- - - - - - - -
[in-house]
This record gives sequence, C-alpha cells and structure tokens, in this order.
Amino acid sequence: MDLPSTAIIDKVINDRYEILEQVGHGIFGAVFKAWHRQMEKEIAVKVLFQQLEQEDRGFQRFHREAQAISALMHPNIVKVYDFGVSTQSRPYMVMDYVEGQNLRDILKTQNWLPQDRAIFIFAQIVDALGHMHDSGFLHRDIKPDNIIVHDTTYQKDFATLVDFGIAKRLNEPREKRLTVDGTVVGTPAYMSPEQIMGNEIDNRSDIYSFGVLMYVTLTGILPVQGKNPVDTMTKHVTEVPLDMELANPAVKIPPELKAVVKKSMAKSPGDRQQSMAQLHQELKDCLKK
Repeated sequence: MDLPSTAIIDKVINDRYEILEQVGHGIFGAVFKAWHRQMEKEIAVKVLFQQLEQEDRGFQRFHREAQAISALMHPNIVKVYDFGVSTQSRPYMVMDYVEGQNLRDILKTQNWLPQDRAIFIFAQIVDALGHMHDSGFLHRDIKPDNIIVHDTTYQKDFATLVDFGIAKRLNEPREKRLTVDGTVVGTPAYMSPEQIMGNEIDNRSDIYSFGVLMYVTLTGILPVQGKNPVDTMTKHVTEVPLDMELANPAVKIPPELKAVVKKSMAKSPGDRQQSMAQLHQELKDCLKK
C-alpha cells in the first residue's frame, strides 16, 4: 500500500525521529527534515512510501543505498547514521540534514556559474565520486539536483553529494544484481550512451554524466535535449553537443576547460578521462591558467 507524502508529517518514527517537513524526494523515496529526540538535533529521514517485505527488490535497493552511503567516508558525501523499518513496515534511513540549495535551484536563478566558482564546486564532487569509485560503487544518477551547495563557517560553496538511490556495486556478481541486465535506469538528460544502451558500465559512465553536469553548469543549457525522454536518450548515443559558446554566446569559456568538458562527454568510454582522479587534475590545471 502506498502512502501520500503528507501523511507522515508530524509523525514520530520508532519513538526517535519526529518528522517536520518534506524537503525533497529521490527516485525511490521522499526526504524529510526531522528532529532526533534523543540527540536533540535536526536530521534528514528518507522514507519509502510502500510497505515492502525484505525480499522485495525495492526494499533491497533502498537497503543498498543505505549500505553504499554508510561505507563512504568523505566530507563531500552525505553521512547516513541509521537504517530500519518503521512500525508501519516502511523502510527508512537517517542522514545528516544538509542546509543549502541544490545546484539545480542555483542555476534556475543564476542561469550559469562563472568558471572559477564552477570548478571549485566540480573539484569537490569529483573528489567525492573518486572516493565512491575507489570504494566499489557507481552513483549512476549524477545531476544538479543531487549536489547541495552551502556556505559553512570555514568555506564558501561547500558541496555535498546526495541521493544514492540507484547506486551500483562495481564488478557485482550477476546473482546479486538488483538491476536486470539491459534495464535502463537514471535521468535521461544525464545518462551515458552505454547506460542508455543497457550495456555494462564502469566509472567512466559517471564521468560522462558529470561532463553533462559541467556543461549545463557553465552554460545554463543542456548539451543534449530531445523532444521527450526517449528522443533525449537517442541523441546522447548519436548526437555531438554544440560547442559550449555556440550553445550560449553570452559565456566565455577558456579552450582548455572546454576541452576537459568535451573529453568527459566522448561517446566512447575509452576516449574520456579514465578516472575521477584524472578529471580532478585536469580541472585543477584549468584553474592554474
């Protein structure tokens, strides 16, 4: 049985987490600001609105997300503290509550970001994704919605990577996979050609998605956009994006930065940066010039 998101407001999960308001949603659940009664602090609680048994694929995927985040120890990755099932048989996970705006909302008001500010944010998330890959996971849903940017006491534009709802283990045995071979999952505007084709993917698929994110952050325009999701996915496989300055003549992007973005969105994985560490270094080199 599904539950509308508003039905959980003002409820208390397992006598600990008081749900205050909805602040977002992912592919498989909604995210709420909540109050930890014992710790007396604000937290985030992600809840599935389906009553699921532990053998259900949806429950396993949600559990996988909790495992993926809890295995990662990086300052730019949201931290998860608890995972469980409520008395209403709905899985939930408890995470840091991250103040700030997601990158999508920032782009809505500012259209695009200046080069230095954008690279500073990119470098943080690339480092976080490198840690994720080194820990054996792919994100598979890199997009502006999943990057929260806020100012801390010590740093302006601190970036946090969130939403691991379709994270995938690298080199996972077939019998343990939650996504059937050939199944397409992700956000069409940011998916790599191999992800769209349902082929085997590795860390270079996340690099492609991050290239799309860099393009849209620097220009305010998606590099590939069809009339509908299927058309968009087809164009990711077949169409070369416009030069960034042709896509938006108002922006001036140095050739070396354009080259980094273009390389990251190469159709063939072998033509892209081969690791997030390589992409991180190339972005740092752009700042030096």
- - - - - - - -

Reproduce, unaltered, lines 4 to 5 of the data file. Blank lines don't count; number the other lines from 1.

Repeated sequence: MDLPSTAIIDKVINDRYEILEQVGHGIFGAVFKAWHRQMEKEIAVKVLFQQLEQEDRGFQRFHREAQAISALMHPNIVKVYDFGVSTQSRPYMVMDYVEGQNLRDILKTQNWLPQDRAIFIFAQIVDALGHMHDSGFLHRDIKPDNIIVHDTTYQKDFATLVDFGIAKRLNEPREKRLTVDGTVVGTPAYMSPEQIMGNEIDNRSDIYSFGVLMYVTLTGILPVQGKNPVDTMTKHVTEVPLDMELANPAVKIPPELKAVVKKSMAKSPGDRQQSMAQLHQELKDCLKK
C-alpha cells in the first residue's frame, strides 16, 4: 500500500525521529527534515512510501543505498547514521540534514556559474565520486539536483553529494544484481550512451554524466535535449553537443576547460578521462591558467 507524502508529517518514527517537513524526494523515496529526540538535533529521514517485505527488490535497493552511503567516508558525501523499518513496515534511513540549495535551484536563478566558482564546486564532487569509485560503487544518477551547495563557517560553496538511490556495486556478481541486465535506469538528460544502451558500465559512465553536469553548469543549457525522454536518450548515443559558446554566446569559456568538458562527454568510454582522479587534475590545471 502506498502512502501520500503528507501523511507522515508530524509523525514520530520508532519513538526517535519526529518528522517536520518534506524537503525533497529521490527516485525511490521522499526526504524529510526531522528532529532526533534523543540527540536533540535536526536530521534528514528518507522514507519509502510502500510497505515492502525484505525480499522485495525495492526494499533491497533502498537497503543498498543505505549500505553504499554508510561505507563512504568523505566530507563531500552525505553521512547516513541509521537504517530500519518503521512500525508501519516502511523502510527508512537517517542522514545528516544538509542546509543549502541544490545546484539545480542555483542555476534556475543564476542561469550559469562563472568558471572559477564552477570548478571549485566540480573539484569537490569529483573528489567525492573518486572516493565512491575507489570504494566499489557507481552513483549512476549524477545531476544538479543531487549536489547541495552551502556556505559553512570555514568555506564558501561547500558541496555535498546526495541521493544514492540507484547506486551500483562495481564488478557485482550477476546473482546479486538488483538491476536486470539491459534495464535502463537514471535521468535521461544525464545518462551515458552505454547506460542508455543497457550495456555494462564502469566509472567512466559517471564521468560522462558529470561532463553533462559541467556543461549545463557553465552554460545554463543542456548539451543534449530531445523532444521527450526517449528522443533525449537517442541523441546522447548519436548526437555531438554544440560547442559550449555556440550553445550560449553570452559565456566565455577558456579552450582548455572546454576541452576537459568535451573529453568527459566522448561517446566512447575509452576516449574520456579514465578516472575521477584524472578529471580532478585536469580541472585543477584549468584553474592554474